Ebooks, Fiction, Non-Fiction 1000s of Free books and stories online to read now ~ Main Page

 

 

 

Francesca's Worship by Margaret J. Preston

In the deep afternoon, when westering calms

Brooded above the streets of Rome, and hushed

Their noisier clamor, at her orisons,

In San Domenico, Francesca knelt.

All day her charities had overflowed

For others. Husband, children, friends had claimed

Service ungrudged; the poor had gotten their dole,

Doubled by reason of her soothing hands;

Sick eyes had lifted at her coming, as lifts

The parcht Campagna grass at the cool kisses

Of winds that have been dallying with the snows

Of Alban mountain-tops. And now, released

From outward ministries, and free to turn

Inward, and up the solemn aisle of thought

Conduct her soul, she bowed with open page

Before the altar: "Tenuisti manum

Dexteram meam."

On her lips she held

The words caressingly, as she would taste

Each syllable and drain its separate sweetness,

When, breaking on her still seclusion, came

A messenger: "Sweet mistress, grace I pray!

But unaware our lord hath come again,

Bringing his gossips; and he bade me fetch

My lady, if only for a one half hour,

Saying the wine was flavorless without

Her hand to pour it."

At the word she rose,

And unreluctant followed. No undertow

Of hidden regret disturbed the azure calm

Of those clear eyes that still reflected heaven.

Then, when they all had drunk and been refreshed,

And forth had ridden, Francesca sought her place,

And pored again above the Psalter's leaf:

"In voluntate tua deduxisti,"

Conning it over with a tender joy,

As if she verily felt her human hand

Close claspt in God's, and heard Him guiding her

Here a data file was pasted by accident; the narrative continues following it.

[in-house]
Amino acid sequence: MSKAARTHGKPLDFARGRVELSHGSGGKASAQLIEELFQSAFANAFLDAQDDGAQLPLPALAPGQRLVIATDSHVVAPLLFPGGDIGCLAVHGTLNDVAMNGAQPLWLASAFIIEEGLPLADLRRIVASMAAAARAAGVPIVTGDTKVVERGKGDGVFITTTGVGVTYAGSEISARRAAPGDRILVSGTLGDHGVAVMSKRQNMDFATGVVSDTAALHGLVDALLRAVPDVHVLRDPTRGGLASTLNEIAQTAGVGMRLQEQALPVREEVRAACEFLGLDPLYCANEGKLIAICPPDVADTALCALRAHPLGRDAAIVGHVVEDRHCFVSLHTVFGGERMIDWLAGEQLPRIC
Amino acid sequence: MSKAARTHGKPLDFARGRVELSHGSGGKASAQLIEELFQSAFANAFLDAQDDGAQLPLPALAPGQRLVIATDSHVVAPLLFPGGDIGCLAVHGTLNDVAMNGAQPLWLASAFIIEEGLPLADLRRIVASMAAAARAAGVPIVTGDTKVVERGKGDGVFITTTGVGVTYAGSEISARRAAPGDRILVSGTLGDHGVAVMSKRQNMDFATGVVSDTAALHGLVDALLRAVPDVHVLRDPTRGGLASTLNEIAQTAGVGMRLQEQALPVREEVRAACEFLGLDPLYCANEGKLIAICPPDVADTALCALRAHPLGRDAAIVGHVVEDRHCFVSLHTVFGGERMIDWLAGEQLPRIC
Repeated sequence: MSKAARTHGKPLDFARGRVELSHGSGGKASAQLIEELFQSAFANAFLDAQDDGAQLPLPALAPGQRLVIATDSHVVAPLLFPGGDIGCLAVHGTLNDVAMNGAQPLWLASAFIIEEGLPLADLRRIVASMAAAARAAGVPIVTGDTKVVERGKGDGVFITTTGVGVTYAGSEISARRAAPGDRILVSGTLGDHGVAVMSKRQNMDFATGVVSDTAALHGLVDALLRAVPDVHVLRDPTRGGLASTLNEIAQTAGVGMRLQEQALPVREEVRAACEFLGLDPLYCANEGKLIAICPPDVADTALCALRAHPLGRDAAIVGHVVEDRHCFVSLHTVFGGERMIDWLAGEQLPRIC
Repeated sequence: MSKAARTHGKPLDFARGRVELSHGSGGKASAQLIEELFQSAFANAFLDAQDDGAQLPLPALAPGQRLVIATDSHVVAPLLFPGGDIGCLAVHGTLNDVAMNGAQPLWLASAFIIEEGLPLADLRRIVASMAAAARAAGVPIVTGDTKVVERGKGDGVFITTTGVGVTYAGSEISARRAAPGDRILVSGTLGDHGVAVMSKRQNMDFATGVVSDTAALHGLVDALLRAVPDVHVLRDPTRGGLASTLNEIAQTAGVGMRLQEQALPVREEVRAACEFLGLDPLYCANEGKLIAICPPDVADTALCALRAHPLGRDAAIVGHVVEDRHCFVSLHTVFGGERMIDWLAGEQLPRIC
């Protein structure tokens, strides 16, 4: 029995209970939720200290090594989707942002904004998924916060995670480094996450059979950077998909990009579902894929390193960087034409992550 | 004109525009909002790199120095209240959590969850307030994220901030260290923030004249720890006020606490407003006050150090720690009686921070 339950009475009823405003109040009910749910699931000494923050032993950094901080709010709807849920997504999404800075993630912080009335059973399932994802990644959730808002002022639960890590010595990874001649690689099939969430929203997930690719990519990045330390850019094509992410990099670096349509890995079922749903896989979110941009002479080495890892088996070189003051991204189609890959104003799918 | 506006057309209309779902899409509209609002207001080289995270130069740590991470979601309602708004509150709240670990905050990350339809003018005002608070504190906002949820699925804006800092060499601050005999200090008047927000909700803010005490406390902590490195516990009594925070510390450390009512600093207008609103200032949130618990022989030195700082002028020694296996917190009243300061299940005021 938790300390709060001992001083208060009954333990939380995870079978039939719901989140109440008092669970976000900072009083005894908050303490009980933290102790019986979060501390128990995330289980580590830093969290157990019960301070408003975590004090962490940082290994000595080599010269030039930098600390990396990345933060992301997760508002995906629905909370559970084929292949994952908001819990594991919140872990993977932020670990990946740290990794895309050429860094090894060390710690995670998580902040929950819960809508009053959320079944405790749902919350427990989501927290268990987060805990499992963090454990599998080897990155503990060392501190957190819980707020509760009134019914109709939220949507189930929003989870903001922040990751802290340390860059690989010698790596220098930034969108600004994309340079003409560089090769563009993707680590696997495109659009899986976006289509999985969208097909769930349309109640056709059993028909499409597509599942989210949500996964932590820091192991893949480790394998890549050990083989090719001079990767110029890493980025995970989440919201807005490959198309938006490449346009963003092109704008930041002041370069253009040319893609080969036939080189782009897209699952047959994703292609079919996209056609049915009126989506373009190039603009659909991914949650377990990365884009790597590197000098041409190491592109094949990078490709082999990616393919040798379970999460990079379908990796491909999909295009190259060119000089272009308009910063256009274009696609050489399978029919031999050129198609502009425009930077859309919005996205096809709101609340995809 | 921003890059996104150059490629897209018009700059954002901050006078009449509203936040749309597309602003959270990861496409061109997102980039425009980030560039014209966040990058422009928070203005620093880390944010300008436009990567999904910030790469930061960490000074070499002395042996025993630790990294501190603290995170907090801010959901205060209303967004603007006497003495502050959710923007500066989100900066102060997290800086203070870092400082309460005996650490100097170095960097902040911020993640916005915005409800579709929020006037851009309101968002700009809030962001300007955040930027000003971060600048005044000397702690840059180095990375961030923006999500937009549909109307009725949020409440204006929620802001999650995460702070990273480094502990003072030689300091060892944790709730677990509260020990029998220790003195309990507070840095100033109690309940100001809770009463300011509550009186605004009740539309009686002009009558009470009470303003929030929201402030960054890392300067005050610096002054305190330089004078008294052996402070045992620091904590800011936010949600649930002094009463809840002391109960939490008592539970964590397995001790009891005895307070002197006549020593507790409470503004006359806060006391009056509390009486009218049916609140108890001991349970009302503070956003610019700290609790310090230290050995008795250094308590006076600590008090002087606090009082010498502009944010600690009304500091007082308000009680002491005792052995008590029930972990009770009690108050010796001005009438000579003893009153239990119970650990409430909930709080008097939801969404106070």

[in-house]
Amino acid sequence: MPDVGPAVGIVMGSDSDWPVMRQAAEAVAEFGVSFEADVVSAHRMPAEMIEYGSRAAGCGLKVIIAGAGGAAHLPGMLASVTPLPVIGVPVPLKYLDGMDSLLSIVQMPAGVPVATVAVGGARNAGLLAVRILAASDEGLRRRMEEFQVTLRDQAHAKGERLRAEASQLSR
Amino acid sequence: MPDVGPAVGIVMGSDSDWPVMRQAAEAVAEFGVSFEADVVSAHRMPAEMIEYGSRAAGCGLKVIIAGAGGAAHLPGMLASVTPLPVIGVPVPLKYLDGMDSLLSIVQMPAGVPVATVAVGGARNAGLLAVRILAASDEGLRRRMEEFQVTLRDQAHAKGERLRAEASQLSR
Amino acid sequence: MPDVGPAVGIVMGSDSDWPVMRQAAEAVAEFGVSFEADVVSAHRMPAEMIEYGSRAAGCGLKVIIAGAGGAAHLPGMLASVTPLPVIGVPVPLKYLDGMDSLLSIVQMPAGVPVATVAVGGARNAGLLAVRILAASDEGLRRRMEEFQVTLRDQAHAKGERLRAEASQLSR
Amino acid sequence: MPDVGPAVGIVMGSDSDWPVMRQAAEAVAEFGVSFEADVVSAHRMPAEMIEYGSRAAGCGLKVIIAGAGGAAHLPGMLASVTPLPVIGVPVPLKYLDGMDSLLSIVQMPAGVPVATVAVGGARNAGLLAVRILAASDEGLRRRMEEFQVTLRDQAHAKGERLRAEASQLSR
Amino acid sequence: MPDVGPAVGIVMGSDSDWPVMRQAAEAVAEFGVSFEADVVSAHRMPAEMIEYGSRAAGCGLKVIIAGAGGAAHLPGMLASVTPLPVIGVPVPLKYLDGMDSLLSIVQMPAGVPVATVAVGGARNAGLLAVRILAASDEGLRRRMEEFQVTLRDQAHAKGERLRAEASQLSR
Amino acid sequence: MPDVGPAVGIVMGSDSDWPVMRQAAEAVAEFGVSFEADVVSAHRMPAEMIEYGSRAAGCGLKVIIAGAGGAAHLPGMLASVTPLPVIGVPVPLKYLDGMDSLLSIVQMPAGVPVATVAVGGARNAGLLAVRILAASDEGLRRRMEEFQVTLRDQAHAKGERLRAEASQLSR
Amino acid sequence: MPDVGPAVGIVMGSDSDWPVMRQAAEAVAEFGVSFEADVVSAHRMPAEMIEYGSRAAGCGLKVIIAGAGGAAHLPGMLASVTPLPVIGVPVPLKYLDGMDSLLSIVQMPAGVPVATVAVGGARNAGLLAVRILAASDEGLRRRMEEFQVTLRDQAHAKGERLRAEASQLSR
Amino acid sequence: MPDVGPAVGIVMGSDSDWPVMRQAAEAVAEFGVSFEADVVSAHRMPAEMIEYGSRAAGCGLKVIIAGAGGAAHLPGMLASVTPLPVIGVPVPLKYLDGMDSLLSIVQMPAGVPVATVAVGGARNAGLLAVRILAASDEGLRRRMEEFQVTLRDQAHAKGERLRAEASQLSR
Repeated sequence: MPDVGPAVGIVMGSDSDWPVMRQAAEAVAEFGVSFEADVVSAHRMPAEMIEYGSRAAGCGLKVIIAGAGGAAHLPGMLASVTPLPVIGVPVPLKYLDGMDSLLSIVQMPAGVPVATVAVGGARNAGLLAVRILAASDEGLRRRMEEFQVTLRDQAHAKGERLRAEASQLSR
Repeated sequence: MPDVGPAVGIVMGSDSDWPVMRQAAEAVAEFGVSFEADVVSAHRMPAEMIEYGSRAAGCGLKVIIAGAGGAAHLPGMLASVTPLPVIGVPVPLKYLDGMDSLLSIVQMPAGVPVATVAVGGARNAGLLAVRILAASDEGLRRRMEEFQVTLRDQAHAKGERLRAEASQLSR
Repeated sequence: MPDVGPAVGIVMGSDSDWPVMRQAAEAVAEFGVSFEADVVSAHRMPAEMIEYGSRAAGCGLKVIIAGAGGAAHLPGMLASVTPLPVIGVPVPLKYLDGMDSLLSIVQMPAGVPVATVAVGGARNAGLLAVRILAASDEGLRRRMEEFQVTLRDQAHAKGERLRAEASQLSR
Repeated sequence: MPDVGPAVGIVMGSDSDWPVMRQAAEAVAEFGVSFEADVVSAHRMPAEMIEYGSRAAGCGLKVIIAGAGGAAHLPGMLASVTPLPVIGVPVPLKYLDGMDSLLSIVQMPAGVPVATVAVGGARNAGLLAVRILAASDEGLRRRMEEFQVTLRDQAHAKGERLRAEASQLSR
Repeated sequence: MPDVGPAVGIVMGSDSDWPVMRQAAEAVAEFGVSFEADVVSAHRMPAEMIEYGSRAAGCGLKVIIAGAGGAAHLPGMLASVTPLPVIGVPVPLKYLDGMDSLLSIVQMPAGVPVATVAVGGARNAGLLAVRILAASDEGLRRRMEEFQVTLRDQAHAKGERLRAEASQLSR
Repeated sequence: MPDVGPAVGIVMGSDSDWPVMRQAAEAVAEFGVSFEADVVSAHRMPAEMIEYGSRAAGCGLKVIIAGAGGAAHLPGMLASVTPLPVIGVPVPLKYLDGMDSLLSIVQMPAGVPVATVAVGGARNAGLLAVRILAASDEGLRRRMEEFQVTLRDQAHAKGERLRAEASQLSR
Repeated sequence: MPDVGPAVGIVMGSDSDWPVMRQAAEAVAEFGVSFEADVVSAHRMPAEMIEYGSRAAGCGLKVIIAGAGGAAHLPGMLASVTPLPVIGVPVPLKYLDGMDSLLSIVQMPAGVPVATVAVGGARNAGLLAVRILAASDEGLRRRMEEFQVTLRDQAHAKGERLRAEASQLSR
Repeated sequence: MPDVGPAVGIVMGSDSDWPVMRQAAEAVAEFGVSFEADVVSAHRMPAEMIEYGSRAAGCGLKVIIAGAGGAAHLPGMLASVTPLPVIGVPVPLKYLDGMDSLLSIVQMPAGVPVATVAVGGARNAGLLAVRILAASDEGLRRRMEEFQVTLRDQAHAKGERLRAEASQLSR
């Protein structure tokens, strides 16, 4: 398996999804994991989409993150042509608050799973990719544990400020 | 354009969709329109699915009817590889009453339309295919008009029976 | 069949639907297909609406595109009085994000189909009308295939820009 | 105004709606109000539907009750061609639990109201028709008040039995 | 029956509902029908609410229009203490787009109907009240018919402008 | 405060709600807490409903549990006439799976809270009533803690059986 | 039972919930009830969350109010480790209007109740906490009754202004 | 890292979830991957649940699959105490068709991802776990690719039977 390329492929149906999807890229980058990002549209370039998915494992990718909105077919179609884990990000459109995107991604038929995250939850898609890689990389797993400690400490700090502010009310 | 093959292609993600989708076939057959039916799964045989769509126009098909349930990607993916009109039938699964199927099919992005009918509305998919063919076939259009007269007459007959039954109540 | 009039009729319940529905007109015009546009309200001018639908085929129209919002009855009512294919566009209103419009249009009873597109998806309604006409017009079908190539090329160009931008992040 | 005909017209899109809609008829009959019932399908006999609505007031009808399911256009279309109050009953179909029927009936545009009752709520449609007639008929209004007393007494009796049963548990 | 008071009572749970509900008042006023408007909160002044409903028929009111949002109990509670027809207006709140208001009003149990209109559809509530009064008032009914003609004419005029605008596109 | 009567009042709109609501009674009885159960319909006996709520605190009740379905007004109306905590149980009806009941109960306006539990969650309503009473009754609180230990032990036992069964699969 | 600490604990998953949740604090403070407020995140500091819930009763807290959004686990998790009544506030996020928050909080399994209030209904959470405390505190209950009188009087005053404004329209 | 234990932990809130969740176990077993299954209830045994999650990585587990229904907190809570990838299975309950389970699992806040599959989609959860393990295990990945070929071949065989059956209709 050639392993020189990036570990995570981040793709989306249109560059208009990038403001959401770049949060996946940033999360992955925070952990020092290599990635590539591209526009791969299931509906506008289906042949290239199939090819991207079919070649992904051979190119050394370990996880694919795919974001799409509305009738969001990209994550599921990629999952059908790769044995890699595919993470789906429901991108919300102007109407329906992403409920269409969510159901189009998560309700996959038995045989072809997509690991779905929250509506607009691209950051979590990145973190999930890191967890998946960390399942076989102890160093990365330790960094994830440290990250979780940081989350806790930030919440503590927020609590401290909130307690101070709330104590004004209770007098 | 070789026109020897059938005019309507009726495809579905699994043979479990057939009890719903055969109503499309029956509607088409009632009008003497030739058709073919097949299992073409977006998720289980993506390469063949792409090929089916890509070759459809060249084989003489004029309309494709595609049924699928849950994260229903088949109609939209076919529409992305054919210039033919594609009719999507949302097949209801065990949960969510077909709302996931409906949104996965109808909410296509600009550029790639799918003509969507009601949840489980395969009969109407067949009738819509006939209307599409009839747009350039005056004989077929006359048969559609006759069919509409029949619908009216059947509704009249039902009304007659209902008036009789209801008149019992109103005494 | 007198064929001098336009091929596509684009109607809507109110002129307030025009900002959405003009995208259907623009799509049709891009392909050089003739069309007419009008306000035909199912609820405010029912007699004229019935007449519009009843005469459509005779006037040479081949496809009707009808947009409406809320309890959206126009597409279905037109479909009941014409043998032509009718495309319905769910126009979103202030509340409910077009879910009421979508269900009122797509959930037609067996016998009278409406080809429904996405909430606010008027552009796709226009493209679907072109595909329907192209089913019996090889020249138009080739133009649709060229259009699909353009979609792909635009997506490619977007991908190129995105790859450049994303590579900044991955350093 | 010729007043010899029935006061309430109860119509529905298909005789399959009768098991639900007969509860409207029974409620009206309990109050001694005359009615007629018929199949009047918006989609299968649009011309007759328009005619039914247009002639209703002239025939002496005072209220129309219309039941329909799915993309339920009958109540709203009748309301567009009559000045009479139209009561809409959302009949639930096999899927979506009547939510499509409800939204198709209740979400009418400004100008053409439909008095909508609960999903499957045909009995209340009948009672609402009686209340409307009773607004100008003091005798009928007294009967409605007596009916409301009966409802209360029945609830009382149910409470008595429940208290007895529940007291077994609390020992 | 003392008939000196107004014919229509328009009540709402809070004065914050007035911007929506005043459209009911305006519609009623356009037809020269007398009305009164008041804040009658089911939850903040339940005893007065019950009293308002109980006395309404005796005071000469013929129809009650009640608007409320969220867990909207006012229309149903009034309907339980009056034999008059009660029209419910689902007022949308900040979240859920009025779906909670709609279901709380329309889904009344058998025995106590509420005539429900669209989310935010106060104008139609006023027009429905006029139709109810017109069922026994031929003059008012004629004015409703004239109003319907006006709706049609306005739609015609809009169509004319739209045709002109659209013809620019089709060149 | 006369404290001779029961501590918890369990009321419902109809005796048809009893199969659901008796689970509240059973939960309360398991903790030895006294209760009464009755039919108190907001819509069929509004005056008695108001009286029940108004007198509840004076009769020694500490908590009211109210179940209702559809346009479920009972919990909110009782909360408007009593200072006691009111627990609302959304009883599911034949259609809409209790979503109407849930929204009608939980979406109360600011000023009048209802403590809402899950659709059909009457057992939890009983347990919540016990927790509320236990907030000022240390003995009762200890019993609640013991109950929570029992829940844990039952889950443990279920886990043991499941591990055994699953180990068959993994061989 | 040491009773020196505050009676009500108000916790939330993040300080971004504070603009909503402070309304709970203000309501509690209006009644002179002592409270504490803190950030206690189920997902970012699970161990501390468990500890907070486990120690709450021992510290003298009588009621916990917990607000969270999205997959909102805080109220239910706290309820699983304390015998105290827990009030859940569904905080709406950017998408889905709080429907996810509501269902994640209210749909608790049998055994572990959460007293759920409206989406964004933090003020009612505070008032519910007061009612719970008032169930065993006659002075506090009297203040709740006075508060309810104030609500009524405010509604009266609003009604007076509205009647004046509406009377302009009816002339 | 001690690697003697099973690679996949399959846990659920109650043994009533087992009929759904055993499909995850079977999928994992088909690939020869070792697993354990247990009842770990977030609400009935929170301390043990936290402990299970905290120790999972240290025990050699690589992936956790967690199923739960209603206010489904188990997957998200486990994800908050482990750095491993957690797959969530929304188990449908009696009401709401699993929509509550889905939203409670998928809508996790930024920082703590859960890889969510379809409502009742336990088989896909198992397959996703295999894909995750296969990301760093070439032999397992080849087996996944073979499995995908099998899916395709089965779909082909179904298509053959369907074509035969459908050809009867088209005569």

With audible counsel; when there fell a touch

Upon her arm: "The Sister Barbara

Comes seeking wherewithal to dress some wounds

Got in a brawl upon the Esquiline."

And now athwart the western windows streamed

Rainbows of shafted light, as thither again

Francesca came to read her "Offices."

A beam, that seemed a golden pencil held

Within the fingers of the Christ that glowed

In the great oriel, pointed to the words

Where she had paused to do the Sister's hest:

"Cum gloria suscepisti me." She kissed

The blazoned leaf, thanks nestling at her heart,

That now, at last, no duty disallowing,

Her loosened soul out through the sunset bars

Might float, and catch heaven's crystal shimmer. But scarce

Had meditation smoothed the wing of thought

Before the hangings of the door were parted

With yet a further summoning. From a Triton

That spouted in the court her three-year boy,

Who thither had climbed, had fallen, and naught would soothe

The bruised brow save the sweet mother-kiss.

"I come," she said, her forehead half divine

With saintly patience. "For Thou wouldst teach me, Lord,

That Thou art just as near me ministering

At home as in these consecrated aisles;

And 'tis true worship, pouring of the wine

For him I love, or holding 'twixt my hands

The little throbbing head; since where my duty

Calls is the altar where I serve Thee best."

When under the Campagna's purple rim

The sun had sunken so long that all was gray,

Softly across the dusky sacristy

Francesca glided back. The Psalter lay

Scarcely discernible amid the gloom;

But lo the marvel! On the darken'd page

The verse which thrice she had essayed to read

Now shone illuminate, silver-clear, as though

God's hand had written it with the flash of stars.